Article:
An advance health care directive is a written document stating instructions on how you are to be treated medically in the event that you become incapacitated. They are usually made in anticipation of a serious illness or injury, or, more commonly, to prepare for old age. A good way to think of it is that the document contains "directions" that are given "in advance", while the person’s decision-making abilities are still intact.

Advance health care directives are commonly known as simply "advance directives." The term is also used interchangeably with the terms "living will" and "durable power of attorney for health care."

How Does a Advance Directive Work?

In order to execute the instructions contained in the advance health care directive, an agent is usually named in the writing. This is usually a close family member or a trusted friend who will make decisions and take action on behalf of the ill or incapacitated person. Specific instructions regarding the person’s care can be listed in the directive, though it is usually best to appoint an agent who is familiar with the person’s desires and wishes.

Advance health care directives can be very useful tools for avoiding any confusion as to what type of medical care a person wishes to receive. However, to be effective, they must be obeyed and implemented according to the person’s wishes.

Can My Instructions in an Advanced Directive Be Disregarded?

Your advance directive should contain both general principles to be followed, as well as detailed instructions for any specific concerns you might have. Your agent is required to follow your instruction as written. If the agent does not follow the written instructions, he or she could be held liable for damages in a private lawsuit.

However, it sometimes happens that a physician or doctor must set aside your advance directive out of necessity, in cases of emergency, or where you have not adequately foreseen certain health-related circumstances. Additionally, advances in medical technology and techniques can sometimes make your instructions obsolete, as your advance directive may have been drafted several decades before it needs to be put into effect.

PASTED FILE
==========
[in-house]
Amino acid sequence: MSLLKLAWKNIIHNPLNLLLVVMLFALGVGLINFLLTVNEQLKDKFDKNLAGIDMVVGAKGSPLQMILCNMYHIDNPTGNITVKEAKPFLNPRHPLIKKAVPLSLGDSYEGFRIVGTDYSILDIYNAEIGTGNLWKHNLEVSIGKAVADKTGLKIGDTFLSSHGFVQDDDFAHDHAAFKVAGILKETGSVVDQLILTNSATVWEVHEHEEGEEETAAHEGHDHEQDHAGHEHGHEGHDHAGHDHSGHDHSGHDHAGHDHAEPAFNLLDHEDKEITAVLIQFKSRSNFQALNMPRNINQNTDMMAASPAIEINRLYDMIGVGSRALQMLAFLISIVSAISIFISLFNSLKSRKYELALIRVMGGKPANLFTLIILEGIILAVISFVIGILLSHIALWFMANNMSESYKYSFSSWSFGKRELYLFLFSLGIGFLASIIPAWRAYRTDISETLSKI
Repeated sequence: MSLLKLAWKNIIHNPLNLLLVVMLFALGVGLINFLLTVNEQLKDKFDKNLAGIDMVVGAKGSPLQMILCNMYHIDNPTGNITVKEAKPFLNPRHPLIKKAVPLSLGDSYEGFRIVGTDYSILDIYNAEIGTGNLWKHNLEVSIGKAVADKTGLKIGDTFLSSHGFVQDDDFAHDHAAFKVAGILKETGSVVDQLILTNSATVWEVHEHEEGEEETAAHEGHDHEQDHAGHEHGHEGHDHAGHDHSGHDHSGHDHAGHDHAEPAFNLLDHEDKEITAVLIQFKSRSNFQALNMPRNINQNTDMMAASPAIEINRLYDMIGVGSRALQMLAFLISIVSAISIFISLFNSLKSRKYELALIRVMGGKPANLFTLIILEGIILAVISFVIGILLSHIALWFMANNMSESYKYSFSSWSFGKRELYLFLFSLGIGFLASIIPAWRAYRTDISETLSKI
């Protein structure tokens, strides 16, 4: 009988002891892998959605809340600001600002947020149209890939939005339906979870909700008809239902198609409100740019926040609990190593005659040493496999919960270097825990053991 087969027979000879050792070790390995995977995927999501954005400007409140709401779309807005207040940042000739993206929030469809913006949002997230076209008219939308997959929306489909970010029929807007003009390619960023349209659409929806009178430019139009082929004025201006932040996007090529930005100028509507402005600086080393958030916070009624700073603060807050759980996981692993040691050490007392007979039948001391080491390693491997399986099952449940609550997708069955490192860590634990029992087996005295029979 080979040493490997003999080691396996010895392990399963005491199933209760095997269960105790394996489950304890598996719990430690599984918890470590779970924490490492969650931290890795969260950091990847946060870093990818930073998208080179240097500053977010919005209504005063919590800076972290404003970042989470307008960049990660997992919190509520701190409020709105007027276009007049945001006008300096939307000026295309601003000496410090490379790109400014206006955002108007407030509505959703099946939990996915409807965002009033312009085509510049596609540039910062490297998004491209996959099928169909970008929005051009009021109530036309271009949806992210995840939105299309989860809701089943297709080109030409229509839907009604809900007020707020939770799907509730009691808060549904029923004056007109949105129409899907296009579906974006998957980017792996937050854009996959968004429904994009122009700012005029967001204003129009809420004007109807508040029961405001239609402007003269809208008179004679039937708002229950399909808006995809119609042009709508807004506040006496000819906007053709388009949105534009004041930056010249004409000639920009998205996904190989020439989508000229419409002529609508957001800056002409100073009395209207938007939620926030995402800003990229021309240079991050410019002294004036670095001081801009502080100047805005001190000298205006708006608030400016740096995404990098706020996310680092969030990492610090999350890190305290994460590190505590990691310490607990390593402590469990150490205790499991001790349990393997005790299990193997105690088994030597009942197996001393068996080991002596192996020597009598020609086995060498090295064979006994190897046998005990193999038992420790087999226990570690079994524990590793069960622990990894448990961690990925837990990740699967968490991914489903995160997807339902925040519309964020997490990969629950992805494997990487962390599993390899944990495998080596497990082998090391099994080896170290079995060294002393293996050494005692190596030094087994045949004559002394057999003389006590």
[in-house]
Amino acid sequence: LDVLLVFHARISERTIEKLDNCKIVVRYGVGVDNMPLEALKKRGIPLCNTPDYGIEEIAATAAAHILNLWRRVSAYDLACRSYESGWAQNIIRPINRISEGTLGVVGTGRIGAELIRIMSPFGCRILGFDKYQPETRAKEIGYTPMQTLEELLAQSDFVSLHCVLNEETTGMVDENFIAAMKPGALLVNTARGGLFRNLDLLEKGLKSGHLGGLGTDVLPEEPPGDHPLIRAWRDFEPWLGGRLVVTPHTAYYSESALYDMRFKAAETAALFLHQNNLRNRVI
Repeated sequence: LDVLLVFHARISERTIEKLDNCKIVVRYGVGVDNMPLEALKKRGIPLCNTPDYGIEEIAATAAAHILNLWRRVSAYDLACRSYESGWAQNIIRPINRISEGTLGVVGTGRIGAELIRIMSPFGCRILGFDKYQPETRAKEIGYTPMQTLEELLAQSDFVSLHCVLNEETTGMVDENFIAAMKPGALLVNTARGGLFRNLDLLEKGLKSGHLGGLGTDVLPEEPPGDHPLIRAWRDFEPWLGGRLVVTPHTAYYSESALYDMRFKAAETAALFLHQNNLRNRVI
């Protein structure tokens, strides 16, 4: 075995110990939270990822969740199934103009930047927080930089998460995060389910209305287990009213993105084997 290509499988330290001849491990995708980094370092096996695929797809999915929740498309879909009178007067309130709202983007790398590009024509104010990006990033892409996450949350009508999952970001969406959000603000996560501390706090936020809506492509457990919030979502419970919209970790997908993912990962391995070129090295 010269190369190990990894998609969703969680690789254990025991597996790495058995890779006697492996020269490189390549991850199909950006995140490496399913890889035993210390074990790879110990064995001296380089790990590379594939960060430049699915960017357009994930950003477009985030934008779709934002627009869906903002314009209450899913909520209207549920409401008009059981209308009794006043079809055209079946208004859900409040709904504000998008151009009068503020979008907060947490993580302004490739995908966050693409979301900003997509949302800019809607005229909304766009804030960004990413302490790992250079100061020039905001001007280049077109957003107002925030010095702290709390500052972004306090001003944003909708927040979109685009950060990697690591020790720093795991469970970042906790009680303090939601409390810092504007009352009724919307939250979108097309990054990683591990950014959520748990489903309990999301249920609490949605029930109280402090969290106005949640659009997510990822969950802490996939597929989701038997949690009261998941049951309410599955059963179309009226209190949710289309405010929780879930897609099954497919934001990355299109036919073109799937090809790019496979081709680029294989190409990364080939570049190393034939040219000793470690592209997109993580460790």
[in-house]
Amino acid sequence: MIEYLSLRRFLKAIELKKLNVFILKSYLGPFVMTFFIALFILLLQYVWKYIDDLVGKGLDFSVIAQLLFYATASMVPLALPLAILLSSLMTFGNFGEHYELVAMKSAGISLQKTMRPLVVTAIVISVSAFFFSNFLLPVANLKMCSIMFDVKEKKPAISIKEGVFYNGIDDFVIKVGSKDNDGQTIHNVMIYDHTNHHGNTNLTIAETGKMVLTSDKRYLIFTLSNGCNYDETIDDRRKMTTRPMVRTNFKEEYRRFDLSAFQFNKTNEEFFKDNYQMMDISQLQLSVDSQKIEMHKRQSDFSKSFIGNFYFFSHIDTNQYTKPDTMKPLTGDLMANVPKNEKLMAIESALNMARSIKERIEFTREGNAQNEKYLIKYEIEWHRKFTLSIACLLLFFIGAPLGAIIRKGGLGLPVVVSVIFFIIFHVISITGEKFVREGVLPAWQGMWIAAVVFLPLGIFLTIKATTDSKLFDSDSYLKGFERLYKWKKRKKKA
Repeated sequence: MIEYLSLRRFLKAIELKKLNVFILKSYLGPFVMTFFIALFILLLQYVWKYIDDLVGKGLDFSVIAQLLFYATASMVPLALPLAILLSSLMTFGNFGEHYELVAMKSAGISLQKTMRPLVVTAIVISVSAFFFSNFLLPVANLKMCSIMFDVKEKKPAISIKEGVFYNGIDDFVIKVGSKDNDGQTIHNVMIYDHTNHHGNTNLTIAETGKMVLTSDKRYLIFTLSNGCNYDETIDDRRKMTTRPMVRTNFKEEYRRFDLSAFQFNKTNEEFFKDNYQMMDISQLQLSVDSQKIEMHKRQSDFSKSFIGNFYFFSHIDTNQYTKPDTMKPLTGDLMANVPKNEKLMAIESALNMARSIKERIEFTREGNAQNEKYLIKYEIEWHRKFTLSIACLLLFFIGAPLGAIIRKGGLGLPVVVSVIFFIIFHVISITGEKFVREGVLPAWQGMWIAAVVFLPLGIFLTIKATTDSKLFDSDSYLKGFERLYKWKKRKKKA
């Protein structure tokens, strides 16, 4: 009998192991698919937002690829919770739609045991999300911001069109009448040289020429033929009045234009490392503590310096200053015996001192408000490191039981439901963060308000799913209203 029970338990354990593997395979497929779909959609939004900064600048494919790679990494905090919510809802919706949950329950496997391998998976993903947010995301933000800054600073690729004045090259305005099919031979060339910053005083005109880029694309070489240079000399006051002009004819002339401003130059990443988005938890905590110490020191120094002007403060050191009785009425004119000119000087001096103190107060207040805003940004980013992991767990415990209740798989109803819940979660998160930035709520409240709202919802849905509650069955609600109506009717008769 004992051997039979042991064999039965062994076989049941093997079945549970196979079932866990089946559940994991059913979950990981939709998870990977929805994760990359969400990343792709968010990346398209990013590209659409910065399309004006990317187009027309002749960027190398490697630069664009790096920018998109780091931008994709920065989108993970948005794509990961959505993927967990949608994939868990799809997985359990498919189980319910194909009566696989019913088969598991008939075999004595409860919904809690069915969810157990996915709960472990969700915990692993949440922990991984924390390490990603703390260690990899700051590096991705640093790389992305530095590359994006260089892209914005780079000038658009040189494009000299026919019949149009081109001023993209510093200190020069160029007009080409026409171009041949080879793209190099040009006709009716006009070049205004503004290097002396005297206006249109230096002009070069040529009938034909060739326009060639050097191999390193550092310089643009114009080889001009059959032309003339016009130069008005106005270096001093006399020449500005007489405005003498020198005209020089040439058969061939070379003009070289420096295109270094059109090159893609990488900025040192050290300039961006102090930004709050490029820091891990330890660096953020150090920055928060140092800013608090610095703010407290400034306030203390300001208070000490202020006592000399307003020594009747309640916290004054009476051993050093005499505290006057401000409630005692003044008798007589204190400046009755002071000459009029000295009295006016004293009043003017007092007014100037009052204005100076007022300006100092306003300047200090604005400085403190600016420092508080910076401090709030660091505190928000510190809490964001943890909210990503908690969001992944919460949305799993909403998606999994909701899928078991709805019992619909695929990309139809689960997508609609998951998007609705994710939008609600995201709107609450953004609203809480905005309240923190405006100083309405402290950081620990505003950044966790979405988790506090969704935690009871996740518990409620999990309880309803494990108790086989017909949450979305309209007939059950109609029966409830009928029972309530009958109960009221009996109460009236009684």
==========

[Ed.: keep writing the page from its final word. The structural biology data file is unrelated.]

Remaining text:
Circumstances wherein a doctor or physician may need to set aside your advance directive can include:

  • The provision in your directive presented decisions which are against the conscience of the doctor or physician.
  • Your directive offers instructions based on policies that are contrary to the policies of the health care institution or hospital.
  • The advance directive includes instructions that would result in inadequate or ineffective health care.
  • Your instructions would cause the physician to violate health care standards.

Even if these conflicts occur, your health care provider or doctor cannot simply ignore your wishes. He or she must still obtain the consent of you or your agent to act. If your doctor proceeds without your knowledge or your agent’s consent, he or she may be liable for damages. Damages can result for losses due to medical malpractice, negligence, or wrongful death. In the case of severe incapacitation or death, your estate and surviving relatives would receive the benefits.

What If I Disagree with My Doctor’s Opinion?

First, you should carefully consider your doctor’s advice. Instruct your agent to exercise the same care when listening to a physician’s advice. However, if you are unsatisfied with your doctor’s advice, you can always request a new doctor or inquire about being transferred to a different facility.

Do I Need a Lawyer for Issues with Advance Health Care Directives?

Before you draft an advance directive, you should consult with an attorney for advice. A personal injury lawyer can help you draft a directive that expresses your intentions while at the same time making room for future circumstances. If there are any disputes over the provisions in your directive, or any disputes involving your agent, your lawyer will be able to represent you in a court of law.